‘I love acting. More than it being my profession, I consider it to be my passion. I never compromised on the quality of the content. But, in recent days, I do not come across roles that interest me. Besides, I have seen the practice of vulgarity in the film industry that has begun just a few years ago. I did not like what I saw and thought it was better to step back,’ she said.
Though she has stopped working in films, she feels that she will be back if she finds quality scripts and roles that match her requirements.
‘I never worked in roles that I did not value. Otherwise the numbers of my acted film could cross more than three hundred. Now at this stage of my life, I don’t want to work by going against my genre,’ she added.
On the other hand, Sharmili said that the new film makers don’t want to cast actors and actress of her time. She claimed television channels are selecting contents nowadays. Artistes do not have much to say. Makers pick stories and characters according to the sponsors and what the channels desire.
By way of a comparison with how film and TV actors operate today, she reflected on her times. ‘We used to follow the few essential steps of acting. But in recent times everything is scattered. Discipline is the most important thing in order to succeed in anything we do. In our times, the stories were picked from lives of the people. Now I can hardly relate the stories with our society.’
As she prepares her costume for her next day’s shooting and looks through the scripts, the actress spends time with her grandchild during leisure time. An activity she loves.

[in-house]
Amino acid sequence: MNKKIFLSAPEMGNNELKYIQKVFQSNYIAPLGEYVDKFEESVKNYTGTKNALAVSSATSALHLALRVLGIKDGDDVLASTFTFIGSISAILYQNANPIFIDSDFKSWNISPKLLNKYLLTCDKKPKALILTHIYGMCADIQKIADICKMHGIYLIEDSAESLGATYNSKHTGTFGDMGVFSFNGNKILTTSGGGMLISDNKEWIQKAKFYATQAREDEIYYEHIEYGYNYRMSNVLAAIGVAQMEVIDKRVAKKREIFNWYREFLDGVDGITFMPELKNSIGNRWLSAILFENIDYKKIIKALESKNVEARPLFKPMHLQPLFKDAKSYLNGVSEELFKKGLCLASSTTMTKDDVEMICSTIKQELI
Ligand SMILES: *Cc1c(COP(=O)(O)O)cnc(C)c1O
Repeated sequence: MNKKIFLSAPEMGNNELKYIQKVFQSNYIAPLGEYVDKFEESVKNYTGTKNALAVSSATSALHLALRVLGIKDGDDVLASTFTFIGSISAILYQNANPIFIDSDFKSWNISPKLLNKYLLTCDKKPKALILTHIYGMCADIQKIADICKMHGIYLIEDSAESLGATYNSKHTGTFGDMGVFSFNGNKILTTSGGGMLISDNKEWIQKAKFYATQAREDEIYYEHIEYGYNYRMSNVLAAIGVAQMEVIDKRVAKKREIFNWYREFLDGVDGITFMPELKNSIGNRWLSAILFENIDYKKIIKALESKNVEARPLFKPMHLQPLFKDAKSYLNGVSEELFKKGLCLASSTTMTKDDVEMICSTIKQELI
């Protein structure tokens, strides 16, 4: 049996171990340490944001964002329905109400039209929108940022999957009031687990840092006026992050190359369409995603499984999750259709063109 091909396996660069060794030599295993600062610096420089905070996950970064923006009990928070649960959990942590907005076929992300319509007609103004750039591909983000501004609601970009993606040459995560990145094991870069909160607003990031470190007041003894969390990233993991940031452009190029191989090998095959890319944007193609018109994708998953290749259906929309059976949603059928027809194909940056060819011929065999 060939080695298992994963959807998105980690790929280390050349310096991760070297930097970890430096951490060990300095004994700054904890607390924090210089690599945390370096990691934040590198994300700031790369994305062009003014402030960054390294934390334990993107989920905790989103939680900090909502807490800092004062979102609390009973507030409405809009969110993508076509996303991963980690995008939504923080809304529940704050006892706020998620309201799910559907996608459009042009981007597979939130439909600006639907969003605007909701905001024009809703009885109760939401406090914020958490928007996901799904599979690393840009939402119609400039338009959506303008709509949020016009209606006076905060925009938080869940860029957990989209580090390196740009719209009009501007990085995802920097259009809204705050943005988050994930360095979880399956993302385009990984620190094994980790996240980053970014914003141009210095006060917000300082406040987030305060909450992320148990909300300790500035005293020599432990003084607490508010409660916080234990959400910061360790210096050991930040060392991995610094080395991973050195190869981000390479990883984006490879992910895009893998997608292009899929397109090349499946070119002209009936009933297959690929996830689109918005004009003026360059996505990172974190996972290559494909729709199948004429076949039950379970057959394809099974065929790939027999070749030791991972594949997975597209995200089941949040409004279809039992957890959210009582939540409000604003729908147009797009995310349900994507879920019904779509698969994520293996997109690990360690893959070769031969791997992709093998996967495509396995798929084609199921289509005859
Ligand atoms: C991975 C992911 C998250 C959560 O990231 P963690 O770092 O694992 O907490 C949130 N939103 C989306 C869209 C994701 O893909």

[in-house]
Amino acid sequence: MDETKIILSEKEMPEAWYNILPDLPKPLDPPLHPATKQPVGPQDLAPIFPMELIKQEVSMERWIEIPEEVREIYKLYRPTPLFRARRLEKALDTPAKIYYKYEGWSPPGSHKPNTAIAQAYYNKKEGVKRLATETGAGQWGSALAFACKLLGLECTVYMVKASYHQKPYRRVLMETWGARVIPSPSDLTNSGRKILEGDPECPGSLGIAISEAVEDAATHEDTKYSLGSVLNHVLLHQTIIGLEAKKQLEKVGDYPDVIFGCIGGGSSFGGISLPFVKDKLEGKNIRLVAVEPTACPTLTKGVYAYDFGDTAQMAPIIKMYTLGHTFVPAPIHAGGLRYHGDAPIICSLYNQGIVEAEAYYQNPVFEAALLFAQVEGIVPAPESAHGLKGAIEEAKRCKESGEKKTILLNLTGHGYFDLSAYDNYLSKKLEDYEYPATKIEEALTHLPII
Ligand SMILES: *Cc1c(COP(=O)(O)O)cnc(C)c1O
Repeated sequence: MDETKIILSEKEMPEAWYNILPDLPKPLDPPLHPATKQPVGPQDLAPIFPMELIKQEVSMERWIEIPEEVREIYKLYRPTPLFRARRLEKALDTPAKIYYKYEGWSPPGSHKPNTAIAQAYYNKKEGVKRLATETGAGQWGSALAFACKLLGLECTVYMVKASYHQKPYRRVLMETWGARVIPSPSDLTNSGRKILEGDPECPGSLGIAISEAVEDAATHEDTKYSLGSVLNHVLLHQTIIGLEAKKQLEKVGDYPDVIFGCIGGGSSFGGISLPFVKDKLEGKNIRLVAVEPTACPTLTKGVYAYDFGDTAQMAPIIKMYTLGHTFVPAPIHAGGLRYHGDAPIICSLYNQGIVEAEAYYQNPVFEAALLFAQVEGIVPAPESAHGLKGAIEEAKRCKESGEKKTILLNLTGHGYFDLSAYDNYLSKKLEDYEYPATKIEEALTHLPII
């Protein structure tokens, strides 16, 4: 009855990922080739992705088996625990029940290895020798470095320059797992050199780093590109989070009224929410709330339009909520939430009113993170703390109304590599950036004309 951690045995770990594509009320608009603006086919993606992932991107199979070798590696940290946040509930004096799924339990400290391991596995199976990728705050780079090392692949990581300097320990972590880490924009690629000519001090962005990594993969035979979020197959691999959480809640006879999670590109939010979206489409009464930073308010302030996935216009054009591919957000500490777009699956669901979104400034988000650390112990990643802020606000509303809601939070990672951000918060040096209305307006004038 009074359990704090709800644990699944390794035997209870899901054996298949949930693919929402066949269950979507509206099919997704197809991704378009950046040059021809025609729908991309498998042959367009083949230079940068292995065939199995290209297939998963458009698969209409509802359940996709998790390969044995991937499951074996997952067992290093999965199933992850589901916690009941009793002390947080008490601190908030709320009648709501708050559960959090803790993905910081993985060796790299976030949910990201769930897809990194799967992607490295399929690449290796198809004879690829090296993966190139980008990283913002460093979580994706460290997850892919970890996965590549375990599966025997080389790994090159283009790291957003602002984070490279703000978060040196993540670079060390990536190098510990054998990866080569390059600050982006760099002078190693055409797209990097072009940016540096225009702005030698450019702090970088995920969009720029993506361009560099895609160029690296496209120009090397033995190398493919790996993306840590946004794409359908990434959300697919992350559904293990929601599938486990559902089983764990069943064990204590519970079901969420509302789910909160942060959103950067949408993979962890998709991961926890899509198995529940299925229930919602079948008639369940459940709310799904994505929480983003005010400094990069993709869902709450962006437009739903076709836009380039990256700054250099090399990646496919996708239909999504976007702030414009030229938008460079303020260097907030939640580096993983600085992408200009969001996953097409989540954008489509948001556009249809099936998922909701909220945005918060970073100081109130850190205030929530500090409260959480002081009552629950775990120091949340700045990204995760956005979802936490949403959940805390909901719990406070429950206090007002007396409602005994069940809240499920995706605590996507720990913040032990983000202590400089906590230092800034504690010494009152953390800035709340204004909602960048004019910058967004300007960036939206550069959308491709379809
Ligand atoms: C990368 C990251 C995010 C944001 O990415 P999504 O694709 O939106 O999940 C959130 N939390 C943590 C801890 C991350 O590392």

Nowadays, she is shooting for a few drama serials of different channels. Tumi Acho Tai on SA TV, Family Crisis on RTV, and Lucky Thirtee’ on Banglavision are the serials to which she has committed her time and energy.
‘I enjoy acting with the youngsters. They consider me as their mother or grandmother. Their respect and love keep me immersed with joy during the shooting. Besides, we discuss roles and I try to spread the knowledge I possess,’ said the living legend, sharing her experience of working with new generations of artistes.
In her long acting career, both in film and drama, Sharmili Ahmed has received a number of prestigious awards.
In 1985 she was honoured with Bachsas award for her acting talent in the movie Dohon. She also won Ritwik Ghatak Golden Award, Anannya Award, Alokito Nari Award, Syed Mahidul Islam Memorial Award and others.
‘I did not get any national award yet. But, I don’t think it is a big deal. The love I have received from people is the biggest award for me. Whenever I go out, people including the young generation recognise me and ask me about my health and that gives me a lot of peace,’ said Sharmili Ahmed.
Does she have any plans to direct movies or dramas?
‘Direction is a very tough job. A director is the master of the production. He or she must know and take charge of everything. I don’t think I can handle the tremendous pressure of direction. I love acting and prefer to die as an actor,’ was Sharmili’s clear cut answer.
Courtesy of Sharmili Ahmed